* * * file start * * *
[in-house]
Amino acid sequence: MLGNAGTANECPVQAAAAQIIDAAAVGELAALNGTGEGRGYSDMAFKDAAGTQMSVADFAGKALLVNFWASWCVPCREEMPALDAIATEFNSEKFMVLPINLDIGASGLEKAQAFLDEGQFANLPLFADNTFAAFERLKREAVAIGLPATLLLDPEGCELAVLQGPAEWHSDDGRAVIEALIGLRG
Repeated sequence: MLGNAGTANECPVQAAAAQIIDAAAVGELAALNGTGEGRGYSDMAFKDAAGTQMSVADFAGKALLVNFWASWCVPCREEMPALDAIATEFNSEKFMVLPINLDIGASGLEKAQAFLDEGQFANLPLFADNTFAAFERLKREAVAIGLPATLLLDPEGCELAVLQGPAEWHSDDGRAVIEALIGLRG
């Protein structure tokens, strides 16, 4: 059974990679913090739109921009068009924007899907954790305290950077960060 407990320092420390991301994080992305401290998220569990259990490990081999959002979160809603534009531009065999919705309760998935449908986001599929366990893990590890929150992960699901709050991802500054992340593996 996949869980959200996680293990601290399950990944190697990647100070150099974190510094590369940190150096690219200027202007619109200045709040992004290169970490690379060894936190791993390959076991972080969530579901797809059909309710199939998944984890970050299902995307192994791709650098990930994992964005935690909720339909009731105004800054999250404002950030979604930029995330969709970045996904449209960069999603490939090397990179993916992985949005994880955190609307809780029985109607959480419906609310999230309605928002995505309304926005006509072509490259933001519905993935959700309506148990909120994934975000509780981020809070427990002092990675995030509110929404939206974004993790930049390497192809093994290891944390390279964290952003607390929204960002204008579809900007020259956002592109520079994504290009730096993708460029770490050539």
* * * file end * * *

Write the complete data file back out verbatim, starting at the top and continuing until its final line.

[in-house]
Amino acid sequence: MLGNAGTANECPVQAAAAQIIDAAAVGELAALNGTGEGRGYSDMAFKDAAGTQMSVADFAGKALLVNFWASWCVPCREEMPALDAIATEFNSEKFMVLPINLDIGASGLEKAQAFLDEGQFANLPLFADNTFAAFERLKREAVAIGLPATLLLDPEGCELAVLQGPAEWHSDDGRAVIEALIGLRG
Repeated sequence: MLGNAGTANECPVQAAAAQIIDAAAVGELAALNGTGEGRGYSDMAFKDAAGTQMSVADFAGKALLVNFWASWCVPCREEMPALDAIATEFNSEKFMVLPINLDIGASGLEKAQAFLDEGQFANLPLFADNTFAAFERLKREAVAIGLPATLLLDPEGCELAVLQGPAEWHSDDGRAVIEALIGLRG
């Protein structure tokens, strides 16, 4: 059974990679913090739109921009068009924007899907954790305290950077960060 407990320092420390991301994080992305401290998220569990259990490990081999959002979160809603534009531009065999919705309760998935449908986001599929366990893990590890929150992960699901709050991802500054992340593996 996949869980959200996680293990601290399950990944190697990647100070150099974190510094590369940190150096690219200027202007619109200045709040992004290169970490690379060894936190791993390959076991972080969530579901797809059909309710199939998944984890970050299902995307192994791709650098990930994992964005935690909720339909009731105004800054999250404002950030979604930029995330969709970045996904449209960069999603490939090397990179993916992985949005994880955190609307809780029985109607959480419906609310999230309605928002995505309304926005006509072509490259933001519905993935959700309506148990909120994934975000509780981020809070427990002092990675995030509110929404939206974004993790930049390497192809093994290891944390390279964290952003607390929204960002204008579809900007020259956002592109520079994504290009730096993708460029770490050539």